From the video perspective, all provide video portals for the broadcast and content can be presented one to many, one to one and small group meetings. In some cases, videos are presented in faux movie theater settings, another attempt at providing context to the experience. This visual layer of Virtual Immersion platforms will likely evolve significantly as we move to hybrid events, with more detail added to truly establish a sense of place (Javits Center vs. Las Vegas Convention Center, etc.) so that virtual attendees don’t experience too much visual dissonance when they arrive at a place.

The Interactive Layer of Virtual Immersion Platforms

Next up for Virtual Immersion Platforms is the interactive layer, arguably the most challenging area for any event platform to provide organic engagement. Nearly every platform offers the basics of networking, break out rooms, live chat, video on demand, etc. Some, like Brella, are upping the engagement game by providing algorithms for matchmaking which provide relevant connections that deepen interactions.

Virbela, a company founded by organization psychologists, has arguably one of the most unique approaches to solving interactivity by creating virtual worlds that include offices, conferences, town hall squares and expo halls. The platform gives users agency by having them create an avatar who then travels through the virtual world and interacts with others who are there. These interactions include the ability to talk 1:1 via spatial audio in either public or private spaces, play games from scavenger hunts to soccer, and participate in meetings or round tables all with the ability to share video content via portals in the virtual world. The real key to interactivity here is that the user has agency and is forced to direct where their avatar goes, rather than focusing on watching others in a Zoom frame. The other interesting piece to this approach is that everyone else who is in this world is a person, not a bot. This provides for an approximation of serendipity and organic-ness that just isn’t possible on video-based platforms.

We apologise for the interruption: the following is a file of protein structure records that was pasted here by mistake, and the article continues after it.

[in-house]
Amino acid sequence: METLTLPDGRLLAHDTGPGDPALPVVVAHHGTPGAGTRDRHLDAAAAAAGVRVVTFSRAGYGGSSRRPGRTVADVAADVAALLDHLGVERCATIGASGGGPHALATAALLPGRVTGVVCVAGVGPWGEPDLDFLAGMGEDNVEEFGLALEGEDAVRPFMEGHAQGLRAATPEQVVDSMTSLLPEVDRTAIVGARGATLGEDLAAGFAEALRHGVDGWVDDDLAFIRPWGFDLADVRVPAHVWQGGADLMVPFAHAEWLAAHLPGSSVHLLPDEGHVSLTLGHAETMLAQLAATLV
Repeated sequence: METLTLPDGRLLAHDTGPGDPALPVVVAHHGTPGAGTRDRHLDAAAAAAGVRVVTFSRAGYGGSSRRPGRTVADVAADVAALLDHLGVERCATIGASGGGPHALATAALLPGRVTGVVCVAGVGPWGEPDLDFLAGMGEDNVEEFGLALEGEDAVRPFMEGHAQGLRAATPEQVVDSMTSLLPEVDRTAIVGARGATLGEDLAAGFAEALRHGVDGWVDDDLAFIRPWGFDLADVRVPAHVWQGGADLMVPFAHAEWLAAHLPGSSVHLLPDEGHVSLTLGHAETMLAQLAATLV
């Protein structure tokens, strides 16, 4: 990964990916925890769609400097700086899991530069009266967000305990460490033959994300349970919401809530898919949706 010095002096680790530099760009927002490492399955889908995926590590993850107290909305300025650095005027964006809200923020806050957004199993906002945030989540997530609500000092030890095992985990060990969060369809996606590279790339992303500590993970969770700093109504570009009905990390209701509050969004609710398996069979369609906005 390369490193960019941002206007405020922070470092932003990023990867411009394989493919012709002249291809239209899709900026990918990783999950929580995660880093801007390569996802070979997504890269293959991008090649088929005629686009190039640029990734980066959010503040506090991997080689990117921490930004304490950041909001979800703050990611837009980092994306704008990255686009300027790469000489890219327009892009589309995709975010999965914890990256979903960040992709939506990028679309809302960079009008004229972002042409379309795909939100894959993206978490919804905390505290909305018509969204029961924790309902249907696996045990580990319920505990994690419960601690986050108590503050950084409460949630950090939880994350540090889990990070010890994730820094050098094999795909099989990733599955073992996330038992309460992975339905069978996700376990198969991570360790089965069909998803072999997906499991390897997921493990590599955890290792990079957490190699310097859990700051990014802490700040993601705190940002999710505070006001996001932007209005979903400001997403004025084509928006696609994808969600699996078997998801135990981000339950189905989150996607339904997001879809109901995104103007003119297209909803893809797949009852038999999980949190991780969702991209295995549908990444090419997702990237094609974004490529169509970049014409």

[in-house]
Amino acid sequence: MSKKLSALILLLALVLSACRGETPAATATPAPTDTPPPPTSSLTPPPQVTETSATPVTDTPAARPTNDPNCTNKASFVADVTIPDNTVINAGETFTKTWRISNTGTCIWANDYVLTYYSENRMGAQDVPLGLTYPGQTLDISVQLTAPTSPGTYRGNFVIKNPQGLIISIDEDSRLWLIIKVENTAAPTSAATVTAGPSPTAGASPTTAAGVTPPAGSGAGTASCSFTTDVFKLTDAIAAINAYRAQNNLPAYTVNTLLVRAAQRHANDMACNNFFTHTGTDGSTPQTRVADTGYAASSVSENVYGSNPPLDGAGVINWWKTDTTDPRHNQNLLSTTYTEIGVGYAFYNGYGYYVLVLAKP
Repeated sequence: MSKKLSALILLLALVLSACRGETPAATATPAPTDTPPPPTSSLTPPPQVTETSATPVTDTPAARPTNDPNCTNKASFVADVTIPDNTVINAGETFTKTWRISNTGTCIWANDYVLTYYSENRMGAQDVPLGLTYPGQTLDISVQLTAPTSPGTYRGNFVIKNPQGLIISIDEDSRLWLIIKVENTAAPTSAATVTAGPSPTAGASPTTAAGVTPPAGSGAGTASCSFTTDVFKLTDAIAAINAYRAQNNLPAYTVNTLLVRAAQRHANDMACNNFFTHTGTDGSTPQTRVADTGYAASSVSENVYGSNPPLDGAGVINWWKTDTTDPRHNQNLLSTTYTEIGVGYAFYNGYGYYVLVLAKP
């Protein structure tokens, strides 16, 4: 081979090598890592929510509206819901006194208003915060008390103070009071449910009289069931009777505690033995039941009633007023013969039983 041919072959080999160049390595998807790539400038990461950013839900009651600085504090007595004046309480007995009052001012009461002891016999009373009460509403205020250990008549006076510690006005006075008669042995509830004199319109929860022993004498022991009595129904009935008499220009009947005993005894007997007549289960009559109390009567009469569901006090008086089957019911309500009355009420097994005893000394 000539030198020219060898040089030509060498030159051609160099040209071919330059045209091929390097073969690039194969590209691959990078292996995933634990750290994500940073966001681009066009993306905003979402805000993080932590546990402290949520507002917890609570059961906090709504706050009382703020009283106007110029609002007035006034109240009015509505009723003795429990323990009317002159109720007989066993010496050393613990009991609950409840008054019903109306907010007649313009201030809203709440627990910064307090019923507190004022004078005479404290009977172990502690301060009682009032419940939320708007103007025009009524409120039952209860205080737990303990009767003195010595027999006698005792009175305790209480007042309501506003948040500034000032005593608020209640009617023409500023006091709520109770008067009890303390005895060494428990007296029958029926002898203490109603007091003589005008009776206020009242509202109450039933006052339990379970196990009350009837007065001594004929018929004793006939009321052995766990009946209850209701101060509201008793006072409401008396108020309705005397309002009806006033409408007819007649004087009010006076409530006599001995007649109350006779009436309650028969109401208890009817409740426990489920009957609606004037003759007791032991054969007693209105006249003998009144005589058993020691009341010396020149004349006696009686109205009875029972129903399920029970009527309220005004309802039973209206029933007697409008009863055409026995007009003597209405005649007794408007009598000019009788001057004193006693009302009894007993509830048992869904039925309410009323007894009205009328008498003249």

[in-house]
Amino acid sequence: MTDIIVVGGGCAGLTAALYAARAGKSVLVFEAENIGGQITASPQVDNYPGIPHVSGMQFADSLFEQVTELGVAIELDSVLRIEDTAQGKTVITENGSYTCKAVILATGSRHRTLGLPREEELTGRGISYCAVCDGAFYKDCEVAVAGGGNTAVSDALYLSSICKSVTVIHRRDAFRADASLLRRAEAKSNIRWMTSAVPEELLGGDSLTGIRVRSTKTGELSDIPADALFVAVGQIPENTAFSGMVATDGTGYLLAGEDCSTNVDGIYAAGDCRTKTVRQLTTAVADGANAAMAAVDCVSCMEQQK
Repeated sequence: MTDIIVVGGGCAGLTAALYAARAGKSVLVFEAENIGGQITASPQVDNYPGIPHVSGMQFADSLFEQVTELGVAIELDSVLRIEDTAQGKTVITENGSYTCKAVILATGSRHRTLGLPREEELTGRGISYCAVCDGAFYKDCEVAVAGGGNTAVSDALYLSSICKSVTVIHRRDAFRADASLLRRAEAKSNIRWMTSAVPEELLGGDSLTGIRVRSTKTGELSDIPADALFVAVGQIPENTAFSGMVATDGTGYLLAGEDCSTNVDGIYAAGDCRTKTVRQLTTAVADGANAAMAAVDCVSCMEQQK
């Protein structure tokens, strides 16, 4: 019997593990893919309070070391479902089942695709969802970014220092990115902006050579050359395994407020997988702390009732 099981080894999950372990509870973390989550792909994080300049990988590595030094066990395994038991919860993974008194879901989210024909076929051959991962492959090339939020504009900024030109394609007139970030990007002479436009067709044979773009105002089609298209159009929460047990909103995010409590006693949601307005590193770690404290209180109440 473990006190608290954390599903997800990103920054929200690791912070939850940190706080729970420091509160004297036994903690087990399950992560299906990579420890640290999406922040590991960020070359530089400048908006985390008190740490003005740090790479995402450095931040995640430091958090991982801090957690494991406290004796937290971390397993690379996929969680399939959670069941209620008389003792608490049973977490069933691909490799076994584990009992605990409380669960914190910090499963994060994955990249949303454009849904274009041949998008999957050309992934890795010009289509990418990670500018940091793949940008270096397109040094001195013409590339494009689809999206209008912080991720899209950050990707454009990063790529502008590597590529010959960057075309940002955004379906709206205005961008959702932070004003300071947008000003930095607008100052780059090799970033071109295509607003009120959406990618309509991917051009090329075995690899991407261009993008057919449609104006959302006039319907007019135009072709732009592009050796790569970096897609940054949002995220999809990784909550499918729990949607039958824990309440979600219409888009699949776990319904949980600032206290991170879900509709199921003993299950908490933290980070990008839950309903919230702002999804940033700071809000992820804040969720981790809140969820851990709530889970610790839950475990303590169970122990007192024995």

Virtual Immersion Platforms

VirBELA via Ryan Schultz

The Data Layer of Virtual Immersion Platforms

All of this activity, visual and interactive, rolls up to the data layer. Arguably the biggest benefit to virtual events is the ability to understand every aspect of the experience and be able to act on that information either to follow up with an attendee or to make the next event more engaging. This is the space that pre-pandemic was largely in the back seat, and now will likely be the one reasons, beyond scale, that virtual events remain long after the pandemic ends. Afterall, what marketer will not want to maximize their reach and understand what the engagement rate was for their event post-pandemic? A platform that has an advanced data layer is Meeting Play, as evidenced by their ability to, in addition all of the visual and interactive functionalities mentioned above, provide mature personalization tools to help attendees network while filtering session and agenda content. It is this ability to deploy algorithms across a Virtual Immersion Platform that really offers a glimpse of what’s to come. As we think about virtual events being used as a media channel, the data layer will be the key area where marketers will look to understand ROI as compared to the other media channels they are using to reach audiences.